the stronger drink, is the more concocted and nour387. Smells and other odours are sweeter in the ishing ; though perhaps it be not so good for mediair at some distance, than near the nose; as hath cinal use. And such water commonly is the water been partly touched heretofore. The cause is double: of large and navigable rivers; and likewise in large first, the finer mixture or incorporation of the smell: and clean ponds of standing water; for upon

both for we see that in sounds likewise, they are sweet them the sun hath more power than upon fountains est when we cannot hear every part by itself. The or small rivers. And I conceive that chalk-water other reason is, for that all sweet smells have joined is next them the best for going farthest in drink : with them some earthy or crude odours; and at for that also helpeth concoction; so it be out of a some distance, the sweet which is the more spiritual, deep well; for then it cureth the rawness of the is perceived, and the earthy reacheth not so far. water ; but chalky water, towards the top of the

388. Sweet smells are most forcible in dry sub- earth, is too fretting; as it appeareth in laundry of stances when they are broken; and so likewise in clothes, which wear out apace if you use such waters. oranges and lemons, the nipping of their rind giveth 395. Fifthly, the housewives do find a difference out their smell more; and generally when bodies in waters, for the bearing or not bearing of soap : are moved or stirred, though not broken, they smell and it is likely that the more fat water will bear more; as a sweet-bag waved. The cause is double: soap best; for the hungry water doth kill the uncthe one, for that there is a greater emission of tuous nature of the soap. the spirit when way is made; and this holdeth in 396. Sixthly, you may make a judgment of wathe breaking, nipping, or crushing; it holdeth also, ters according to the place whence they spring or in some degree, in the moving : but in this last come: the rain-water is, by the physicians, esteemed there is a concurrence of the second cause, which the finest and the best; but yet it is said to putrify is the impulsion of the air, that bringeth the scent soonest; which is likely, because of the fineness of faster upon us.

the spirit: and in conservatories of rain-water, such 389. The daintiest smells of flowers are out of as they have in Venice, &c. they are found not so those plants whose leaves smell not; as violets, I choice waters ; the worse, perhaps, because they

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are covered aloft, and kept from the sun. Snow- , and plump, and have great lips; all which betoken water is held unwholesome; insomuch as the people moisture retained, and not drawn out. We see also that dwell at the foot of the snow mountains, or that the Negroes are bred in countries that have otherwise upon the ascent, especially the women, plenty of water, by rivers or otherwise ; for Meroë, by drinking of snow-water, have great bags hanging which was the metropolis of Æthiopia, was upon a under their throats. Well-water, except it be upon great lake: and Congo, where the Negroes are, is chalk, or a very plentiful spring, maketh meat red ; full of rivers. And the confines of the river Niger, which is an ill sign. Springs on the tops of hills where the Negroes also are, are well watered: and are the best : for both they seem to have a light the region above Cape Verde is likewise moist, inness and appetite of mounting ; and besides, they somuch as it is pestilent through moisture : but the are most pure and unmingled; and again, are more countries of the Abyssenes, and Barbary, and Peru, percolated through a great space of earth. For where they are tawny, and olivaster, and pale, are waters in valleys join in effect under ground with all generally more sandy and dry. As for the Æthiopes, waters of the same level ; whereas springs on the as they are plump and fleshy, so, it may be, they tops of hills pass through a great deal of pure earth are sanguine and ruddy-coloured, if their black skin with less mixture of other waters.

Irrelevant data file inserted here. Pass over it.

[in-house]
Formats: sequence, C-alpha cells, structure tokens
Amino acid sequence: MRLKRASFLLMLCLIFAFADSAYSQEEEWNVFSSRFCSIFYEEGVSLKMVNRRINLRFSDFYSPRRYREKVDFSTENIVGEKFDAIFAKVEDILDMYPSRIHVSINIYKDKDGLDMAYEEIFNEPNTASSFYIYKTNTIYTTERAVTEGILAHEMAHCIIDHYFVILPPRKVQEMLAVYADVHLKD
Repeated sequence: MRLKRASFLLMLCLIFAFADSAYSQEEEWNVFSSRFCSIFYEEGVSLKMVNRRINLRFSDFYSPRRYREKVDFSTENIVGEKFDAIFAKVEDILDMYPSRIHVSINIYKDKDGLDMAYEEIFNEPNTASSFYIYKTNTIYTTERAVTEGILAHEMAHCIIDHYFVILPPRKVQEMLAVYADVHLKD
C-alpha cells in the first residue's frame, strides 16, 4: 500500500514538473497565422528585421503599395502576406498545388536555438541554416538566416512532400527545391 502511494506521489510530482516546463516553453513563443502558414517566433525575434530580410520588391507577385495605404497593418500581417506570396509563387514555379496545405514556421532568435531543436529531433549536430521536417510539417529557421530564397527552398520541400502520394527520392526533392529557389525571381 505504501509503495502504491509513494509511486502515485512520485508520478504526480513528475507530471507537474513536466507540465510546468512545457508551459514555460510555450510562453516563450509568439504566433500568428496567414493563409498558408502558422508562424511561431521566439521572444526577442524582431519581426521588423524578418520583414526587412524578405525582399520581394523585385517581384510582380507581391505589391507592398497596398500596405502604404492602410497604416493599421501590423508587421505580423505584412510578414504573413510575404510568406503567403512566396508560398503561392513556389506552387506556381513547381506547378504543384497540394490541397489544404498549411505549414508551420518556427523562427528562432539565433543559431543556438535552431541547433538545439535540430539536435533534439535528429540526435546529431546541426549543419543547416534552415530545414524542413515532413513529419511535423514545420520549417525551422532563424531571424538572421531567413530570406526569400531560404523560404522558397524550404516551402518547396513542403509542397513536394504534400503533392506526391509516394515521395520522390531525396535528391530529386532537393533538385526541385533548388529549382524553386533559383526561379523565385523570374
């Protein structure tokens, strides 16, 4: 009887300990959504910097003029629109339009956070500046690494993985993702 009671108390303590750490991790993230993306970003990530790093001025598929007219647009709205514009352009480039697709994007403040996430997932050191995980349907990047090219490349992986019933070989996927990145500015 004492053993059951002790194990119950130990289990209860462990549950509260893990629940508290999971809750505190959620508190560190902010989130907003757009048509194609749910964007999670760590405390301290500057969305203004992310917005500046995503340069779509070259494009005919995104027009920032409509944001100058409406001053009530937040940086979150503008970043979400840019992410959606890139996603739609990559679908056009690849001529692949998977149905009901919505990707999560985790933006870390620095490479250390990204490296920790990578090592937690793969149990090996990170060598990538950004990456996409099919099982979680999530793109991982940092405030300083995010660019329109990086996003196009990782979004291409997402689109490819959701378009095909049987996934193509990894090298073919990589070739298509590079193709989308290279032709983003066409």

would suffer it to be seen. 397. Seventhly, judgment may be made of waters by the soil whereupon the water runneth ; as pebble Experiment solitary touching motion after the instant is the cleanest and best tasted; and next to that,

of death. clay-water; and thirdly, water upon chalk; fourth 400. Some creatures do move a good while after ly, that upon sand; and worst of all upon mud. their head is off; as birds : some a very little time; Neither may you trust waters that taste sweet; for as men and all beasts : some move, though cut in they are commonly found in rising grounds of great several pieces; as snakes, eels, worms, flies, &c. cities; which must needs take in a great deal of First, therefore, it is certain, that the immediate filth.

cause of death is the resolution or extinguishment of